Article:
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Big Business Vows Battle Against Consumer-Protection Laws

American Tort Reform AssociationOn Wednesday, April 23, 2014, the American Tort Reform Association (“ATRA”) announced a “multiyear, multistate campaign” to reform state consumer-protection laws.  However, by “reform,” the ATRA really means to scale back, water down, and weaken such laws.  

The effect on consumers could be devastating, as such “reforms” could directly impact consumers’ ability to file lawsuits over misleading food labels, defective cars, and unlawful debt collection practices.  Reform proponents, who openly represent big business and corporate interests, argue that the abuse of consumer-protection laws has actually harmed consumers by increasing product and service costs while inundating courts with frivolous claims.  On the other hand, Peter Holland, a Maryland-based consumer lawyer who is an expert on the debt buying industry, warned that the corporate lobbyists are “basically creating a race to the bottom” and stated that such “reforms” would leave consumers vulnerable to hazardous products and sleazy marketing.  

As a consumer protection firm that fights against big business and corporations every day, LeavenLaw is against any so-called “reform” that weakens consumer-protection rights.  Some of the state laws that ATRA plans to attack are the very laws that LeavenLaw use to enforce our clients’ rights.  For example, the ATRA plans to battle laws that require defendants to pay the consumer’s attorneys’ fees in the event that the consumer prevails in litigation against creditors and debt collectors.  Such fee-shifting statutes allow consumer attorneys to file lawsuits against big corporations and banks in circumstances where the consumer obviously does not have thousands of dollars to fight big business and their corporate attorneys.  If these laws are changed, including the FCCPA and FDCPA, then consumer-protection attorneys will no longer be empowered as private attorneys general to fight for the rights of ordinary consumers and citizens.  

To that end, Ian Leavengood and Aaron Swift of LeavenLaw recently served on a committee that was instrumental in thwarting efforts that would have gutted the protections of the FCCPA for Florida consumers.  Specifically, they helped shape the arguments as to why the FCCPA should not be amended to only apply to debt collectors.  Now, as a result, the amendment will not include this change, and the FCCPA will continue to proscribe abusive and harassing conduct on the part of first-party creditors.  

For more information about the ATRA’s efforts to weaken consumer-protection laws, or to learn more about LeavenLaw’s efforts to fight these so-called reforms, please visit or call (727) 327-3328.

Trouble Over Biggert-Waters?


Biggert-Waters Act Flood Insurance Victim

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What would you do if your house payment suddenly went up $500? What if it was through no fault of your own? That’s exactly what happened to one of our clients, Kurt Petersen. Because of an oversight by his mortgage company, his flood insurance premium was not paid on time. This would normally be an easy problem to remedy, but with the new Biggert-Waters Flood Insurance Reform Act now in effect, his premium will jump from $1,800 a year to over $8,000.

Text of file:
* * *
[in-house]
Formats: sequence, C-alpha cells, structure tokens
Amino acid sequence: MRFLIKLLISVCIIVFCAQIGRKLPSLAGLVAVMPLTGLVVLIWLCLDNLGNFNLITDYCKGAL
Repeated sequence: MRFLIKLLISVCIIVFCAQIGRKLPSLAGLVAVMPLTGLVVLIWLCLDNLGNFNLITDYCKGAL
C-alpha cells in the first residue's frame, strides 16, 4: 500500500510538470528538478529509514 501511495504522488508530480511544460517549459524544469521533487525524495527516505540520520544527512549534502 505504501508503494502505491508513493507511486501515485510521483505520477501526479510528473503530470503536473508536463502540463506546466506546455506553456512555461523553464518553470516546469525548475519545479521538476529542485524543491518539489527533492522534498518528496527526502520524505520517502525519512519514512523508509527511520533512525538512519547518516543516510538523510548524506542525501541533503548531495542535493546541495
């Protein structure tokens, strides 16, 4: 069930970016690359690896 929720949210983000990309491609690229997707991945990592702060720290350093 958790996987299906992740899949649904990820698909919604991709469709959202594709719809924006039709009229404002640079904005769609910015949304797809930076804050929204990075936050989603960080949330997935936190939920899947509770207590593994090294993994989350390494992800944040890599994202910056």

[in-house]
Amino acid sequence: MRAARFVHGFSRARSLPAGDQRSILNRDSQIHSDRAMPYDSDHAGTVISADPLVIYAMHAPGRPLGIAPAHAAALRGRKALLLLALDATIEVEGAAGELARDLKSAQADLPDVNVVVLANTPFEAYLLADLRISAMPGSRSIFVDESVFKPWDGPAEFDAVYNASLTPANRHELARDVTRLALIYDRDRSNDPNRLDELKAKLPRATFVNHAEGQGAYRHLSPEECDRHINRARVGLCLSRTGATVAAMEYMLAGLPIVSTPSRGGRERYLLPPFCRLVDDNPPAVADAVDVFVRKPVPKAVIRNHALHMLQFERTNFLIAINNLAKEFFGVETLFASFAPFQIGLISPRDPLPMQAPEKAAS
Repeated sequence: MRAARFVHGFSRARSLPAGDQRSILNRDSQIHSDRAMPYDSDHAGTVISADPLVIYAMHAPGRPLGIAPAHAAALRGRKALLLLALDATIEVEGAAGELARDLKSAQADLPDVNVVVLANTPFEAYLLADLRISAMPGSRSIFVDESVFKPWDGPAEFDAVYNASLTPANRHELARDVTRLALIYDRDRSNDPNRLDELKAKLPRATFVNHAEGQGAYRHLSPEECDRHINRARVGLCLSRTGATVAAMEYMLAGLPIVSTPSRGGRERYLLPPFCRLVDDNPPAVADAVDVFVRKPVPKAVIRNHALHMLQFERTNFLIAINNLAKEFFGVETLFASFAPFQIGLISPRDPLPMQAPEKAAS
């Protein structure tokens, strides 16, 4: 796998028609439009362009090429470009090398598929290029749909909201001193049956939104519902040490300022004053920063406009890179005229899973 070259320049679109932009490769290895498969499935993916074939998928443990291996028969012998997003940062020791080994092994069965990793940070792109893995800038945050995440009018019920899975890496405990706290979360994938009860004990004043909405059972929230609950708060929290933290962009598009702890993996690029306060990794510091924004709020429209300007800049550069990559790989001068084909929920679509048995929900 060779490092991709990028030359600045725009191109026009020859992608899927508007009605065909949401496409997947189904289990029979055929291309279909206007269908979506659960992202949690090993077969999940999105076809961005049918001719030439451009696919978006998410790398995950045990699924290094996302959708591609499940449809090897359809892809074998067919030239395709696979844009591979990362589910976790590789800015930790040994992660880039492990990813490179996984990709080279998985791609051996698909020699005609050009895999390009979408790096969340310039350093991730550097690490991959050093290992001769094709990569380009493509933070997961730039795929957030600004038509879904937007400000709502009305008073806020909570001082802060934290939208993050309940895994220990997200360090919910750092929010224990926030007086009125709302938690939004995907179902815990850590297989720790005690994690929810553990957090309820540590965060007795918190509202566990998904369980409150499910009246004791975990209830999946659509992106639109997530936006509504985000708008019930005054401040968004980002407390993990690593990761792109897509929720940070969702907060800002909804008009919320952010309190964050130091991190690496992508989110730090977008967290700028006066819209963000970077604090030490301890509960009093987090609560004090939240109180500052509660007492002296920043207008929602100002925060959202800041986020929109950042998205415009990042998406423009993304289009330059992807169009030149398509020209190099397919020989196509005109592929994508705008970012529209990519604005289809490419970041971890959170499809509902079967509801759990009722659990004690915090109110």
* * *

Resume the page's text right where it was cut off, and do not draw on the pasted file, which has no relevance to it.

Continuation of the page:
Sure, his premium would have increased anyway because his waterfront home in northeast St. Petersburg is in a flood zone, but only by 20 percent per year, up to the new higher non-subsidized rate. 

Equally concerning about this oversight is that his home and its contents were not covered by flood insurance for most of the year.  "My home was without flood insurance for 10 months, and it was supposed to be paid through the escrow," Petersen said. 

Biggert-Waters Act Flood Insurance

Like many homeowners, Kurt Petersen’s property taxes and insurance premiums are paid through an escrow account managed by his mortgage company. These costs along with his mortgage principal and interest are bundled into his monthly mortgage payment. 

The oversight seems to be a byproduct of refinancing his mortgage in 2012. An act that was intended to save money may end up costing Mr. Peterson much more. Peterson, a banker, calculates the difference between stair step increases and the immediate increase could add up to $50,000. 

This is why Mr. Petersen has enlisted the services of LeavenLaw. Attorney Ian Leavengood states, "Review of Mr. Petersen's re-finance closing documents clearly demonstrates not only that flood insurance escrow was contemplated by Mr. Petersen's lender, Wells Fargo, but that Wells Fargo even charged Mr. Petersen on the closing statement for a company to monitor and verify that Mr. Petersen continually had flood insurance.  Both Mr. Petersen's lender and Life of Loan Flood Policy Company completely failed Mr. Petersen, and as a result, he has been irreparably damaged." 

Biggert-Waters Act Flood Insurance claim

Leavengood adds, "There's no negligence on the part of Mr. Petersen. He has made his payments in a timely manner and performed exactly how he was supposed to perform, and now he's at least potentially facing monetary damage." 

Leavengood is hopeful that either the National Flood Insurance Program will agree Petersen did not intentionally allow his policy to lapse, or the escrow agent will absorb the costly error. 

In either case, "Consumers just need to be very diligent," Leavengood advised. "They need to try to understand what this law means. You can't afford to let your flood policy lapse." 

This case also illustrates how the flood insurance reforms impact local economies. The money to pay the higher premium will have to come from somewhere. "It means I'm not buying a new car," Petersen said. "I have a 1996 and a 2000, and one of them's gotta go soon."

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